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Women's Figure Skating: Zagitova Edges Medvedeva To Win Gold

DAVID GREENE, HOST:

Well, it took nearly the entire Winter Olympics, but the team known as Olympic Athletes from Russia finally has a gold medal. It came in ladies' figure skating. And the winner is 15 years old, the second youngest to ever win this title. Here's NPR's Tom Goldman.

(SOUNDBITE OF FIGURE SKATING ACCOMPANIMENT MUSIC)

TOM GOLDMAN, BYLINE: Skating to the music of "Don Quixote," Alina Zagitova moved gracefully around the rink. Those unfamiliar with the teenager's strategy might've watched the first half of her roughly four-minute free skate and wondered, where are the jumps? The answer came in the second half, when she landed 11 of them by design, knowing that late jumps get bonus points. Her coaches decided to try the technique called backloading. For skaters to do that when they're already tired, it's really tough. After winning gold, Zagitova recounted her initial reaction to the idea. She spoke through an interpreter.

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ALINA ZAGITOVA: (Through interpreter) When I first heard about this, I was very nervous. And I did not know that - if I can make this right.

GOLDMAN: Zagitova has learned to make it very right, rising meteorically from World Junior champion last year to Olympic champion today. But it was close.

(SOUNDBITE OF FIGURE SKATING ACCOMPANIMENT MUSIC)

GOLDMAN: Two-time defending Senior World champion Evgenia Medvedeva, an ancient 18-year-old by comparison, skated beautifully. Many thought she outskated Zagitova. Medvedeva didn't backload all of her jumps. She was asked whether that made the difference.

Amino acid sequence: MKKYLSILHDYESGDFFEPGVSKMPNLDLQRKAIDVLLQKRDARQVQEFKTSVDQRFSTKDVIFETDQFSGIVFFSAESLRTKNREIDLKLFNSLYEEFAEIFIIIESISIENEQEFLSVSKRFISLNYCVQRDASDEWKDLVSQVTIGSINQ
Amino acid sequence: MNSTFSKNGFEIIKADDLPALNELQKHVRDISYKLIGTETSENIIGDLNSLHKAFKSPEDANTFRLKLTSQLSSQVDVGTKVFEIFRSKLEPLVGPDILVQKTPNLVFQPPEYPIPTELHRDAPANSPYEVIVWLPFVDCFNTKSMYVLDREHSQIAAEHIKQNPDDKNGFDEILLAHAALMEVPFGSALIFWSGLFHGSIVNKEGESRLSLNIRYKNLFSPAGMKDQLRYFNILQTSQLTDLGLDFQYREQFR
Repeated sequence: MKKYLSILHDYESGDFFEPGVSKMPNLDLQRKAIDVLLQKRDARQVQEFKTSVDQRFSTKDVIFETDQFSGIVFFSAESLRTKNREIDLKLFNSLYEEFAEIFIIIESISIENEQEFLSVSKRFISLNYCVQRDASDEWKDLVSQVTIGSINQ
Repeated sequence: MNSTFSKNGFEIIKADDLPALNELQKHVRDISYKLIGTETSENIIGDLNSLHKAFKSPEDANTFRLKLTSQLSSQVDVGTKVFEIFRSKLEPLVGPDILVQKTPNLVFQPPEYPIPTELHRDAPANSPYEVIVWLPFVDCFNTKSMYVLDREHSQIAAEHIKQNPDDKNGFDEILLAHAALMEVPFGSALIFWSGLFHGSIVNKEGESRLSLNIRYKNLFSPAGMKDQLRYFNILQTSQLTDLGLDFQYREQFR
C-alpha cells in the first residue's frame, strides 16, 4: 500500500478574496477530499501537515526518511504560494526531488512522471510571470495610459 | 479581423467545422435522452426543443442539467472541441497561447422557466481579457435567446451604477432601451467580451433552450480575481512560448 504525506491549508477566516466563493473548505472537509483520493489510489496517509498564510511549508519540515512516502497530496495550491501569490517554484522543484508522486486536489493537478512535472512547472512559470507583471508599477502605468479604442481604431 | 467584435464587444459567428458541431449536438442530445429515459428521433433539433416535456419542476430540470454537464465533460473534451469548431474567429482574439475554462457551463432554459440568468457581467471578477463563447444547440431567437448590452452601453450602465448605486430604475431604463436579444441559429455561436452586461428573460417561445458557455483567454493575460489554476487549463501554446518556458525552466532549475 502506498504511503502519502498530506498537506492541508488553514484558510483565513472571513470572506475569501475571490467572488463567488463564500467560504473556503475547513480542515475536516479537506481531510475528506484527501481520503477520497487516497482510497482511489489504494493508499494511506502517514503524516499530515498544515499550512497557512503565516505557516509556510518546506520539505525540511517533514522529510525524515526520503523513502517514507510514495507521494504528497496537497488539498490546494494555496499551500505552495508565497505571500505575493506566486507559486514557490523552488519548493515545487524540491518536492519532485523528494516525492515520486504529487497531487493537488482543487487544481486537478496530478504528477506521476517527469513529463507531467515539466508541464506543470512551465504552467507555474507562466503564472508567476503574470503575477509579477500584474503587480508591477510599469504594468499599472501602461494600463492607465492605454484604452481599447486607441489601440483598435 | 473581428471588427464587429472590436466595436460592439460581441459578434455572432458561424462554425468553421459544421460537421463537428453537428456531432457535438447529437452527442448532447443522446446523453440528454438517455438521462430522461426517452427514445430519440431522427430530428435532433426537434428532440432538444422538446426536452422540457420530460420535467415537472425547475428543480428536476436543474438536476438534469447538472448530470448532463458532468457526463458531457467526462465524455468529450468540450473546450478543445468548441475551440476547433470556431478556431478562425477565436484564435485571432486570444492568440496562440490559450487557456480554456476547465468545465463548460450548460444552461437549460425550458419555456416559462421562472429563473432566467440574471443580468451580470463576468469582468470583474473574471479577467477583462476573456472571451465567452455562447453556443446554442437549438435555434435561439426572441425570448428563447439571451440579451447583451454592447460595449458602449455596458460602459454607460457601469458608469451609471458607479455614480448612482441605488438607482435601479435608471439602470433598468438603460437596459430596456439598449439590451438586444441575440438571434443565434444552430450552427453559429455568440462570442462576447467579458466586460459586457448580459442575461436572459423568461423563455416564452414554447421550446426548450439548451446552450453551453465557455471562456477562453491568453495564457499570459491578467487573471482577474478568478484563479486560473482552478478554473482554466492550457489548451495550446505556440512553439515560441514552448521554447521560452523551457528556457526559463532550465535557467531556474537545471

(SOUNDBITE OF ARCHIVED RECORDING)

UNIDENTIFIED REPORTER: If you did today in second half, maybe you could win.

EVGENIA MEDVEDEVA: If - if. I don't know.

(LAUGHTER)

GOLDMAN: The battle between two Russian teenagers certainly wasn't the only drama today. Canadian Gabrielle Daleman fell on a number of jumps on her way to a 15th-place finish. She answered reporters' questions afterwards with tears streaming down her face.

(SOUNDBITE OF ARCHIVED RECORDING)

GABRIELLE DALEMAN: There is nothing, really, that I felt good about. I feel bad for dragging my dad and my brother all the way from Canada to see this when it's not me. I do feel bad - like I disappointed everyone. But at the end of the day, there's nothing I can do.

GOLDMAN: Canada at least could console itself with a bronze medal from Kaetlyn Osmond. There was no silver lining, however, for the United States. At one time an Olympic ladies' figure skating power, three U.S. skaters finished ninth, 10th and 11th. U.S. women haven't won an individual Olympic medal since 2006. Tom Zakrajsek coaches American Mirai Nagasu, who finished 10th. He says the U.S. lags way behind at developing its female skaters younger.

TOM ZAKRAJSEK: Most of these girls that you see have been doing these jumps since they were 12, 13. So it's not a struggle to give a performance because the muscle memory is just there.

GOLDMAN: Zakrajsek says U.S. figure skating is aware of the problem. But he says it could take nearly a decade before the U.S. starts seeing results in its senior skaters. Meantime, finally, Russia is celebrating a gold medal, won by a supposedly neutral athlete. As part of the punishment for the Russian doping scandal, the Russian flag can't be raised. The Russian anthem can't be played at a victory ceremony. Now that there is one tonight, Medvedeva was asked what her reaction will be hearing the Olympic anthem while she and Zagitova stand on the podium. People know who we are, she said. Today, we proved ourselves here. Tom Goldman, NPR News, Pyeongchang. Transcript provided by NPR, Copyright NPR.